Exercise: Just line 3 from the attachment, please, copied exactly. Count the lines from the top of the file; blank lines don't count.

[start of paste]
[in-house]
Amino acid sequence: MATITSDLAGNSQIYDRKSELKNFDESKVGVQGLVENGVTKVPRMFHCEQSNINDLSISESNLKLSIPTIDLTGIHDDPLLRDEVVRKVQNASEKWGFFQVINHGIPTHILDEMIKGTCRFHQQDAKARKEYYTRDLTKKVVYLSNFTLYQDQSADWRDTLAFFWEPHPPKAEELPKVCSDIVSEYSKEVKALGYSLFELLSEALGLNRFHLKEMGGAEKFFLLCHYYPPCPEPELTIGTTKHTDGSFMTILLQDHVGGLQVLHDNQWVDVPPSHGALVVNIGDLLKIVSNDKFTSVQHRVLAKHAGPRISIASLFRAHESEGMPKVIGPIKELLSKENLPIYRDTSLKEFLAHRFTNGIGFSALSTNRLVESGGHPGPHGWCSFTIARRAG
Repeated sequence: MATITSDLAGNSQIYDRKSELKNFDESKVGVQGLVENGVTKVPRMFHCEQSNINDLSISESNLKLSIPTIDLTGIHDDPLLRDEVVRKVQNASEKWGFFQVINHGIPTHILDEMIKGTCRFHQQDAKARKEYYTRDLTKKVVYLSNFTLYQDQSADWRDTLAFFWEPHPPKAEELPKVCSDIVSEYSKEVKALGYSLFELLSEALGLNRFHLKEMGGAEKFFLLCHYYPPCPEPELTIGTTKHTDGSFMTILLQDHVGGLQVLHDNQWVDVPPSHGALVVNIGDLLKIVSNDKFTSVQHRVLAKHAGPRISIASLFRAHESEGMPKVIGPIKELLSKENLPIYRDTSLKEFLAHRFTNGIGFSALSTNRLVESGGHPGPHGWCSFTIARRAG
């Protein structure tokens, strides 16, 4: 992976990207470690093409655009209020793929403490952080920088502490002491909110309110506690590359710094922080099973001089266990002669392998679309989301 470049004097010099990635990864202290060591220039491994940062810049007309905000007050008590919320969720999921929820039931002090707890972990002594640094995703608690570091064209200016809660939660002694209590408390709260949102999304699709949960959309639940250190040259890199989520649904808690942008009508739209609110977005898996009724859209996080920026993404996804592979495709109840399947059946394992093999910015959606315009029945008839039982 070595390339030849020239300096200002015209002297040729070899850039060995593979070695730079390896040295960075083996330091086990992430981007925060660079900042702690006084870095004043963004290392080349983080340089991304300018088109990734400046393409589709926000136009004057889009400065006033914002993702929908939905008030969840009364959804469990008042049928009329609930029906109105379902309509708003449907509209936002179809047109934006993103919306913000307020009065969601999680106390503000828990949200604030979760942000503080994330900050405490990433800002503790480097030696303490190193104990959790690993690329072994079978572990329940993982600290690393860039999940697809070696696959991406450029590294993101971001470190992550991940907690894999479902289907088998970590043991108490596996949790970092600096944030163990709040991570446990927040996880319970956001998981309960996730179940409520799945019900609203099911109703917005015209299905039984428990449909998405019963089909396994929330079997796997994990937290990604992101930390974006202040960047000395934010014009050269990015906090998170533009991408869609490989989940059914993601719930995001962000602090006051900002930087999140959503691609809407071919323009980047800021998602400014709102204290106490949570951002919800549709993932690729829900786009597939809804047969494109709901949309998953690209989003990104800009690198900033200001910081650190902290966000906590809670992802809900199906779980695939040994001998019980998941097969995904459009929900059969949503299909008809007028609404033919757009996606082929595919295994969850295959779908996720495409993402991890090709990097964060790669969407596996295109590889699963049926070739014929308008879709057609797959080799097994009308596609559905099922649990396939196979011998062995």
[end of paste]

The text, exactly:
Repeated sequence: MATITSDLAGNSQIYDRKSELKNFDESKVGVQGLVENGVTKVPRMFHCEQSNINDLSISESNLKLSIPTIDLTGIHDDPLLRDEVVRKVQNASEKWGFFQVINHGIPTHILDEMIKGTCRFHQQDAKARKEYYTRDLTKKVVYLSNFTLYQDQSADWRDTLAFFWEPHPPKAEELPKVCSDIVSEYSKEVKALGYSLFELLSEALGLNRFHLKEMGGAEKFFLLCHYYPPCPEPELTIGTTKHTDGSFMTILLQDHVGGLQVLHDNQWVDVPPSHGALVVNIGDLLKIVSNDKFTSVQHRVLAKHAGPRISIASLFRAHESEGMPKVIGPIKELLSKENLPIYRDTSLKEFLAHRFTNGIGFSALSTNRLVESGGHPGPHGWCSFTIARRAG